Equipment:

Soxhlet extractor, colorimeter, pH meter

Collection of the plant material:

The radish leaves are collected from local market at Visakhapatnam, Andhra Pradesh, India.

Processing of the plant material:

The leaves are cleaned, dried under shade and powdered. The powder is then screened in different mesh sizes (50,100,150,200) and the different fractions obtained are stored in an air-tight container.

Extract preparation:

2 gm of powder is added to 50 ml methanol (80 %) in a conical flask. The solution is soaked for 1 day. After the soaking time, the solution is filtered using Whatman filter paper no:1 and the filtrate is heated at 65 oC so that the solvent which is taken in glassware is evaporated. The resultant solution is cooled and make up to 25 ml with distilled water. This solution is added to 25 ml of hexane taken in a separating funnel. Incubate the solution of methanolic extract for 1 hr.

Determination of Quercetin

0.5 ml of methanolic extract is taken in a test-tube from the extract phase of the separating funnel. To this 1.5 ml of methanol, 0.1 ml of 10% AlCl3, 0.1 ml of 1M Potassium acetate and 2.8 ml of distilled are added. This mixture was allowed to stand for 30 min. The absorbance of the reaction mixture was measured at 450 nm using colorimeter. The concentration of Quercetin was determined by using calibration curve.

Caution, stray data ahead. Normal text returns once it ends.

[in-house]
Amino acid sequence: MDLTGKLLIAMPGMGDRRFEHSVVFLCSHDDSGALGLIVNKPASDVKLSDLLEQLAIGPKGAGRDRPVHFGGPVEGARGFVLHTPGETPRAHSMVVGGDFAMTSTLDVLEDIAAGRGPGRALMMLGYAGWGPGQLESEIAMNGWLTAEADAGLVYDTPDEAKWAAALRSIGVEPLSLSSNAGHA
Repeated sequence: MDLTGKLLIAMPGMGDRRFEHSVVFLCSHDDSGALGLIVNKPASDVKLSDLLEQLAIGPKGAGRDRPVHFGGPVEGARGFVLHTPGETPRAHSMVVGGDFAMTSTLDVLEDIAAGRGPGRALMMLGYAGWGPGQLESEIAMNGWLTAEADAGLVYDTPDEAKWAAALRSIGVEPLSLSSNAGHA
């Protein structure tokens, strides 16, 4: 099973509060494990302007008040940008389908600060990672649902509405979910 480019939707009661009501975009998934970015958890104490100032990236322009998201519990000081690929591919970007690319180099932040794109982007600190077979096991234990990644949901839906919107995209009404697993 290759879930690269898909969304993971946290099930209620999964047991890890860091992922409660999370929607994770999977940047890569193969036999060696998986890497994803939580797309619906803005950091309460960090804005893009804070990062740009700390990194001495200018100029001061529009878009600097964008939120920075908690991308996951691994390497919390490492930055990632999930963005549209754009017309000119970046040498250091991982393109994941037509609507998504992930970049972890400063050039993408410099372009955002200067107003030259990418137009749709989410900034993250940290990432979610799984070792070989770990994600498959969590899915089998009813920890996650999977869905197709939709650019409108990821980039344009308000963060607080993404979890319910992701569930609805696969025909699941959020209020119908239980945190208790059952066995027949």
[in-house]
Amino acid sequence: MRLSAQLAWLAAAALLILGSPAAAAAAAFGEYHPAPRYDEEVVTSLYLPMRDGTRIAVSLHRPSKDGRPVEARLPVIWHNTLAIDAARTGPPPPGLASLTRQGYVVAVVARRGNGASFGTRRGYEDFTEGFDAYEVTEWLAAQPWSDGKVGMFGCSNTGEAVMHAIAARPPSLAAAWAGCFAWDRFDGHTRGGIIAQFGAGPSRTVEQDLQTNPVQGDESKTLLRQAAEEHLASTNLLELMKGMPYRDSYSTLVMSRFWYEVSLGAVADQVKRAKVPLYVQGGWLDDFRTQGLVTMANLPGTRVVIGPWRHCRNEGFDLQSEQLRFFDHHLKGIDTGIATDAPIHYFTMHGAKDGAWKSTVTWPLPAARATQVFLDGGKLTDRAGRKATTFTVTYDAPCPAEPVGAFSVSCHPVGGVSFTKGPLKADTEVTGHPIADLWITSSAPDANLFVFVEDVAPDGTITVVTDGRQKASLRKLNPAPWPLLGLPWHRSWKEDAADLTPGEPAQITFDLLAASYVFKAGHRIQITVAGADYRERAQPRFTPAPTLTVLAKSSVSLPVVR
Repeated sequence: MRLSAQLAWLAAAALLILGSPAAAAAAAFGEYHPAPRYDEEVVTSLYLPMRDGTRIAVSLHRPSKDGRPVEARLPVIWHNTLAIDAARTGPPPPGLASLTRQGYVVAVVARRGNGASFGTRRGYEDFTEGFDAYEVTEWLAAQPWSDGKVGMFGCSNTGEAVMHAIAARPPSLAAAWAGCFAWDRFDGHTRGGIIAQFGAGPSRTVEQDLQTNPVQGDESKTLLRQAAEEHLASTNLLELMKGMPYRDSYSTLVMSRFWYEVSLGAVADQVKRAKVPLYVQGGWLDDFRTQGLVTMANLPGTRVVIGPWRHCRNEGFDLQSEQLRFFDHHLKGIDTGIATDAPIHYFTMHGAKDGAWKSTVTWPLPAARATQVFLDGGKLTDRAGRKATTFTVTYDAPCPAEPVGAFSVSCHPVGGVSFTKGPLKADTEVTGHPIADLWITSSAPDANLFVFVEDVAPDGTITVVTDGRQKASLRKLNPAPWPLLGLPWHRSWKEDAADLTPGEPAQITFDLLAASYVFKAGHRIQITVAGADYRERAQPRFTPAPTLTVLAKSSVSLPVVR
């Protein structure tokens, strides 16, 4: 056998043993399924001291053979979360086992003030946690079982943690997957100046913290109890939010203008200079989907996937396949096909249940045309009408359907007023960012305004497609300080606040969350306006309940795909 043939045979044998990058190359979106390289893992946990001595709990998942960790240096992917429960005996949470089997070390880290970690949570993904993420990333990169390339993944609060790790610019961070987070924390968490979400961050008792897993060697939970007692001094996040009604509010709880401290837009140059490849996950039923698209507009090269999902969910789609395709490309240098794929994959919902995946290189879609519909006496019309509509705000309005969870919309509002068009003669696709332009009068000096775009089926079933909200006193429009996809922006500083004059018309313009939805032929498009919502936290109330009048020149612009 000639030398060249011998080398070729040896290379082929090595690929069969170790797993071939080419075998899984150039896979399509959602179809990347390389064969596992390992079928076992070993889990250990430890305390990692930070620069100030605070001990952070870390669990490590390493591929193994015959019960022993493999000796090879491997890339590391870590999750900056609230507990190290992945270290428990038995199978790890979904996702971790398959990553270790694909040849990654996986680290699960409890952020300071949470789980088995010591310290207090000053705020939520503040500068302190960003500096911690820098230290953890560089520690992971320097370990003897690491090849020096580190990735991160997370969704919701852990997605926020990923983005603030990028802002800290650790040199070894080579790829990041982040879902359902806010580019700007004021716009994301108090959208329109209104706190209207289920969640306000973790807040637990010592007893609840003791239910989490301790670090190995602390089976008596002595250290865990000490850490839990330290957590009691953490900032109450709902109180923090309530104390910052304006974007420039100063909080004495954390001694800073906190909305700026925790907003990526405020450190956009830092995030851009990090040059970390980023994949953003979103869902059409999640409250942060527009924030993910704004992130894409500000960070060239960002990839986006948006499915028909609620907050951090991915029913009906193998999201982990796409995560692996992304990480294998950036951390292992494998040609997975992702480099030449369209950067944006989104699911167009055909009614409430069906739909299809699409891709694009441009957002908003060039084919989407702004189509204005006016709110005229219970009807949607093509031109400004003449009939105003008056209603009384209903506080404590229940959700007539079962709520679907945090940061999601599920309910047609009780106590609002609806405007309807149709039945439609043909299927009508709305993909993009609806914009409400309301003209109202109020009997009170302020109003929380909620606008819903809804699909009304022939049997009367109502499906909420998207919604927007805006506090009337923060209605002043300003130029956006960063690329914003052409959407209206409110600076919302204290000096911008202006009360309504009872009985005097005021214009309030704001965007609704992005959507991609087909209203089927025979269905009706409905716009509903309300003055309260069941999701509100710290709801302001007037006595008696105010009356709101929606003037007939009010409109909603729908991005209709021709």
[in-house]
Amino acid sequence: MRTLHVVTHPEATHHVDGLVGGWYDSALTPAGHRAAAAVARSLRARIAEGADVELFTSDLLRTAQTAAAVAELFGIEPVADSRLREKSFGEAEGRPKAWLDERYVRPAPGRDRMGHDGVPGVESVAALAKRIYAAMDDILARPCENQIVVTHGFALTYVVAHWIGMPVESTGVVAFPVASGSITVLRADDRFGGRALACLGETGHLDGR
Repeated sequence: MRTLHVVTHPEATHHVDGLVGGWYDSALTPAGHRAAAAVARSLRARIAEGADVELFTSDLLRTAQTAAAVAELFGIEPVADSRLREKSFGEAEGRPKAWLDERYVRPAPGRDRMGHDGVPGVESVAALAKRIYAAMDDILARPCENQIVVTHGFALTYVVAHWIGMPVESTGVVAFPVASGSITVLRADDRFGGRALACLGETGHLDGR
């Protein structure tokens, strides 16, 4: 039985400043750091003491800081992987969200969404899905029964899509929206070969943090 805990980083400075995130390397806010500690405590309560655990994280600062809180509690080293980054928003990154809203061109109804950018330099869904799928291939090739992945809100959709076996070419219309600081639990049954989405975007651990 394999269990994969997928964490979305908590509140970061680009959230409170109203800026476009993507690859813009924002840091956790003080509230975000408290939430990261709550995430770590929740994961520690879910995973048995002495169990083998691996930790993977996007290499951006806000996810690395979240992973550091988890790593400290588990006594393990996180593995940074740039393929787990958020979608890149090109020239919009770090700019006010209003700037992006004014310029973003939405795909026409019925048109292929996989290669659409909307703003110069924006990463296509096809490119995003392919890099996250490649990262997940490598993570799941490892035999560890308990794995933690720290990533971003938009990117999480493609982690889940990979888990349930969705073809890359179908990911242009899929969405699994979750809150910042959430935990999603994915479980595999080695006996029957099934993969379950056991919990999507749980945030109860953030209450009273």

Solvent extraction using Soxhlet extractor

Prior to the solvent extraction study, 200 ml of 80 % methanol is taken in the extractor. 8 gm of dried radish leaf powder is placed in thimble and it is fixed to the condenser. Now the total apparatus is placed in the heater. Using the soxhlet apparatus continuous extraction is done for 5 hrs where 0.5 ml crude extract is collected for every 1hr for the determination of quercetin.

Modelling of Extraction of Quercetin using Soxhlet Extractor Apparatus

In order to describe the Quercetin transfer from radish leaf powder to the bulk of the solvent the following hypothesis were used. The mass transfer coefficient is constant. The solvent in the extractor is perfectly mixed, while the transfer resistance in the liquid phase is negligible and the Quercetin concentration in the solvent depends only on time. The transfer of the Quercetin was a diffusion phenomenon and independent of time. The final form of the modelling equation[8] was obtained from the extraction of Quercetin by using Soxhlet extractor[9].
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A. EFFECT OF PROCESS PARAMETERS:
1. Effect of different solvents on extraction of quercetin :
For the extraction of Quercetin from radish leaf powder, different organic solvents such as methanol, ethanol, water and ethyl acetate are used. Among these, methanol showed the best results and the concentration of quercetin obtained was 16 μg/mL.(Fig. 2)
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5. Effect of different solvent compostion on the extraction of quercetin:
Different solvent percentages like 0,20,40,60,80,100 are used for extraction of quercetin. The optimum solvent percentage was found to be 80% and its concentration is found to be 41 μg/ml.(Fig. 6)
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7. Effect of ph on extraction of quercetin:
To determine the effect of pH on extraction process different pH values namely, 4,5,6,7 and 8 were used. The optimum quercetin concentration of 45 μg/ml was observed at pH 6. (Fig. 8)
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B. RESULT OF MODELLING OF EXTRACTION OF QUERCETIN USING SOXHLET EXTRACTOR